On January 16, 1885, Chester A. Arthur, President of the United States, in answer to a Senate resolution, January 13, 1885, sent the copy of a letter to the Secretary of War, from General W. T. Sherman, dated January 6, 1885. In this letter to the secretary, that thus became of public record, General Sherman relates the incident of his having been present at the meeting of the G. A. R. Post, in St. Louis, and reiterates his remarks with slight variation, “that he had seen papers which convinced me (him) that the President of the  Southern Confederacy had, during the progress of the war, changed his States' rights doctrines, and had threatened to use force-even Lee's army — should any State of the Confederacy attempt to secede from the Government.” He added: “Yet I shrink not from a just responsibility for every word uttered there or at any time.” The balance of his letter contains only extraneous matter, having no reference to the explicit charge made. The following account of the presentation of General Sherman's letter to the United States Senate appeared in the public prints, and one of the captions is quoted here: No Scapegoat Wanted. The South Responsible, not President Davis. Continuation of the Debate in the United States Senate on the Resolution to Print Senator Sherman's “Historical” Papers-Senators Vance and Brown Stand by their Record-General Sherman's Mendacity Thoroughly Exposed-The Resolution Passed.-Washington, January 13th.-In the Senate, at ten o'clock, on motion of Senator Hawley, his resolution to call upon the President for copies of the papers filed in the War Department by General Sherman, as a reply to certain strictures of Mr. Jefferson Davis, former President of the Confederate States, was taken up.  Senator Vance said that as the Senate would probably pass this resolution and place on its record an unofficial paper by General William T. Sherman, which makes certain statements about persons, it was proper that all persons affected by those statements should be heard in the same form. He said that the newspapers stated General Sherman had been interviewed, who said that Vance was not the person alluded to as the Governor to whom the letter had been addressed. He thought that this denial at. both ends of the line would conclude the matter, but it seemed he was mistaken. General Sherman said: “At Raleigh a mass of public records had been carried off; yet a number were left behind at the State House and a mansion called the Palace, which we occupied as headquarters during our stay there, namely, from April 13 to April 29, 1860. These records and papers were overhauled by professional clerks, who delivered to Adjutant-General Sawyer such information as was material, and attention was only drawn to such as were deemed of sufficient importance. Among the books collected at the Palace in Raleigh was a clerk's or secretary's copy-book containing loose sheets and letters, among which was the particular letter of Davis, to which I referred in my St. Louis  speech. ... It explained to me why Governor Vance, after sending to me a commissioner to treat for his State particularly, now awaited my answer. I am quite sure that we generally thought it was the desire of Governor Vance and of the officials to take North Carolina out of the Confederacy, as I have stated, but they were afraid of Jefferson Davis, and wanted protection.” Concerning this statement, Senator Vance remarked that he wished to say, first, that no letters, documents, or public books of any character were ever left at his residence or at the Palace of the Governor while he was its occupant; second, no clerk or secretary of his ever kept, as reported, any copy-book for correspondence, all official or public letters being first copied in a letter-book which was required by law to be kept in the executive office, and then tied up into a bundle and placed in files, where they still remain; third, General Sherman did not find in the copybook the particular letter of Davis to which he referred in his speech, for the simple reason that there was no such letter there and no such copy-books when Vance occupied the house; fourth, he averred most positively, on the honor of a gentleman and an American Senator, that no letter containing such a threat was ever received by him from Jefferson  Davis. All letters from President Davis to him of any nature were to be found copied in the letter-books of the Executive Department of North Carolina, which books were now in the War Department. The reasons given by General Sherman to corroborate his statement were such, Senator Vance thought, as would scarcely commend themselves to a respectable lawyer. General Sherman said he had paid little attention to the letter at the time, and did not say that he ever saw it afterward. General Sherman had said further: “Davis being then himself a fugitive, his opinions were of little importance.” Senator Vance supposed it was perhaps the little attention given to the opinions of an unimportant man that enabled General.Sherman to remember so well the contents of the letter after the lapse of nearly twenty years. The suggestion as to the probable fate of that mysterious letter, that it was burned in the Chicago fire, was a mere apology for its non-production, and contradicted the idea of its importance, for if it had been such as General Sherman said it was, it would have found its way into the public files. But there was another matter averred by General Sherman that more nearly concerned Senator Vance, and to which he would ask the attention of the Senate. “It may be,  sir,” continued Senator Vance, “that Northern gentlemen who were on the victorious side during the Civil War cannot properly appreciate the feelings and sentiments of those who were on the side of misfortune and defeat. They seem to regard it as quite a sin and shame that we do not readily join in the denunciations that are heaped upon him who was the leader in that war, and hasten to condemn him on all occasions as the surest way of excusing our conduct and commending ourselves to the good opinion of our late opponents. Surely no man of even the slightest sense of honor in his composition would respect any Southern man who would thus debase himself. Surely the most flagrant and rampant trafficker in issues of sectional hatred would respect more an adversary who came to him walking upright on his feet than one crawling. If not, if a different sentiment is to prevail, what must we think of the manhood of men who should entertain it. Now, sir, be it known to you that those of us who pledged our faith to each other for the establishment of the Confederacy gave up all for which we contended when it failed, retaining to ourselves only one solitary satisfactory reflection, and that is that we had at least served our country faithfully, honestly, and devotedly as we understood it.”  Senator Joseph Brown, of Georgia, also disclaimed ever receiving such a letter. General Sherman did not specify the other of the three ex-Governors who became senators as the person who received the apocryphal letter. After this false charge three times disproved by the reputed actors in General Sherman's so-called conspiracy by Mr. Davis to intimidate the Governors, the Senate entered General Sherman's misrepresentations on the Journal of that body, and the consolation my husband had in looking at this crystallization of a slander, was that in the future an impartial seeker after truth will find and proclaim it. When the passions of the day have died out with the august figures that have passed, posterity will do justice. Mr. Davis thus wrote to one of the Senators voting in the negative.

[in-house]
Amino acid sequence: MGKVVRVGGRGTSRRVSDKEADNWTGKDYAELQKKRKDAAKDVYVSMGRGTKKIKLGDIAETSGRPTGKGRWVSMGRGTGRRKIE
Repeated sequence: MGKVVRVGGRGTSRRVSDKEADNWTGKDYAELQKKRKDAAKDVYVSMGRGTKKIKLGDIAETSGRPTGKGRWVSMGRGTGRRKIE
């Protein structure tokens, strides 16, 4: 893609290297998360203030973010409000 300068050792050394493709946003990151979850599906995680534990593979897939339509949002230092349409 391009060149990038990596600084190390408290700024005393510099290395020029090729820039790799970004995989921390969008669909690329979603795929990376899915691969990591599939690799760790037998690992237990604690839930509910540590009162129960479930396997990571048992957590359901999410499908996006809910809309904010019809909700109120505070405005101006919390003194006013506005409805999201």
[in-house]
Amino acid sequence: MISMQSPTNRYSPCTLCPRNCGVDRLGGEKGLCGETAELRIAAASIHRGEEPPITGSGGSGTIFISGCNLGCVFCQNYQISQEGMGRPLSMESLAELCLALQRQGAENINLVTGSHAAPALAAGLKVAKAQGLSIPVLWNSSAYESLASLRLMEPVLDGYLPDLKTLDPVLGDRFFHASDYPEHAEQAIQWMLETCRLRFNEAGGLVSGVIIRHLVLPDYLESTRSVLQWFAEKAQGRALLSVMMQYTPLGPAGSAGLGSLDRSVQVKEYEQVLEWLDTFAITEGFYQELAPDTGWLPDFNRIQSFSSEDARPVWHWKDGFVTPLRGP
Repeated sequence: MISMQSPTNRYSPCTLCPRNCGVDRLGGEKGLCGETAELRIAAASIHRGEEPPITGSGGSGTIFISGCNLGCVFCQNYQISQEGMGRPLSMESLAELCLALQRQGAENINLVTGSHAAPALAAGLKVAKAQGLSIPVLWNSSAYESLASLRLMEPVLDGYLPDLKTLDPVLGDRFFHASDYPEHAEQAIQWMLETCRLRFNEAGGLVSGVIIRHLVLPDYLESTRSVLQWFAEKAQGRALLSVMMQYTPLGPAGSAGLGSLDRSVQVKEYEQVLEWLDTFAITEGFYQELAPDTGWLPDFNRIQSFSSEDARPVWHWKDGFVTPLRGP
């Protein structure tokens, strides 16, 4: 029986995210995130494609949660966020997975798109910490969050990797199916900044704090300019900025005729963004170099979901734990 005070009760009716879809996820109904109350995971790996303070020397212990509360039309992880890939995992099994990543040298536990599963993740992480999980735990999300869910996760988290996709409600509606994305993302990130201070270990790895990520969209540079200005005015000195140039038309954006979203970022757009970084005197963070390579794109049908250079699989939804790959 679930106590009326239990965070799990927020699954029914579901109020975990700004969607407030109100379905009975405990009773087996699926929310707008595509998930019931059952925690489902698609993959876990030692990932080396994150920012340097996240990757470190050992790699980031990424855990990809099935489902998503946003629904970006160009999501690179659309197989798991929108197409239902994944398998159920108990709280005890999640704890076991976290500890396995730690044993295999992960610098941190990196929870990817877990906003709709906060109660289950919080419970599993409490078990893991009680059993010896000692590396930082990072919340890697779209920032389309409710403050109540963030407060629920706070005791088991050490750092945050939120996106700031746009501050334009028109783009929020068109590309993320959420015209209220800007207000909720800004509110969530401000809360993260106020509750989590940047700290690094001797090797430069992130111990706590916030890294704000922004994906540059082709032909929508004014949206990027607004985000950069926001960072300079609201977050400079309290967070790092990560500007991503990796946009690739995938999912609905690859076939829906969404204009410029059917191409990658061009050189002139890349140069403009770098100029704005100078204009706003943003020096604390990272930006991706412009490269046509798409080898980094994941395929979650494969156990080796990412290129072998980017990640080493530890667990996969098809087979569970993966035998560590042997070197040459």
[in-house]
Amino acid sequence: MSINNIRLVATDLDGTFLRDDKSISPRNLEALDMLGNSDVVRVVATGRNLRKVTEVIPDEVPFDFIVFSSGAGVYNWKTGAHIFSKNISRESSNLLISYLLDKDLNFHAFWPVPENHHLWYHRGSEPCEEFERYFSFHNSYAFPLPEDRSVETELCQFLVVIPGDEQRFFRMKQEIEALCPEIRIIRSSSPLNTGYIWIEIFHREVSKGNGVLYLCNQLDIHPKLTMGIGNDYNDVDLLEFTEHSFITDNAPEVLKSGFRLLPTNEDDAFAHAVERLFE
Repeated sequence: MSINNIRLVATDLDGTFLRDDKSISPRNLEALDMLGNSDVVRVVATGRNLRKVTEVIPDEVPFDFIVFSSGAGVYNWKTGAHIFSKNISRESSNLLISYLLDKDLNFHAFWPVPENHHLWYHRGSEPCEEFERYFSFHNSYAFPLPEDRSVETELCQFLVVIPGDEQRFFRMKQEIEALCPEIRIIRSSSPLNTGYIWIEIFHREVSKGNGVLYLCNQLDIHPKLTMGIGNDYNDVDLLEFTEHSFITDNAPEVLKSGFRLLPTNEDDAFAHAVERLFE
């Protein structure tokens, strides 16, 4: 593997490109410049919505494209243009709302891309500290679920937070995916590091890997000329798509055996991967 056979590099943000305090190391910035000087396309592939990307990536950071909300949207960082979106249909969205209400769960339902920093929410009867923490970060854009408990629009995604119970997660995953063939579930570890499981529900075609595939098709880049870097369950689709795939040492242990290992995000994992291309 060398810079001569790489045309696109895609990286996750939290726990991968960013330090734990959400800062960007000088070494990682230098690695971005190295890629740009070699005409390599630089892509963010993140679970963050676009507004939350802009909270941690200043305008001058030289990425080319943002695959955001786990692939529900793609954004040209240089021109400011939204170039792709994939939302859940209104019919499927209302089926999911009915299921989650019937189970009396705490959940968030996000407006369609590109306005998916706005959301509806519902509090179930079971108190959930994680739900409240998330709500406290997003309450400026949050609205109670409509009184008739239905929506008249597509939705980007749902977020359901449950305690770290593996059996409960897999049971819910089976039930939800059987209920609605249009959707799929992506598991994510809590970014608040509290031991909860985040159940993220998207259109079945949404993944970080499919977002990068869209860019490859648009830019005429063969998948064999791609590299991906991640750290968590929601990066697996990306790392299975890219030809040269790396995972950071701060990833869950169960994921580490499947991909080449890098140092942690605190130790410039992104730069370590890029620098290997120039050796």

... Through the influence of partisan hostility General Sherman has succeeded in having spread upon the records of the Senate his imaginary and false accusation without the refutation, and our consolation is that truth is the Excalibar of the innocent. In defending the Confederates or himself against calumnies, Mr. Davis showed that age did not impair either his spirit or courage, and he asked no aid from his friends or coadjutors, his conscience was clear and he looked within and saw reflected only the aims of an unselfish, much-enduring patriot.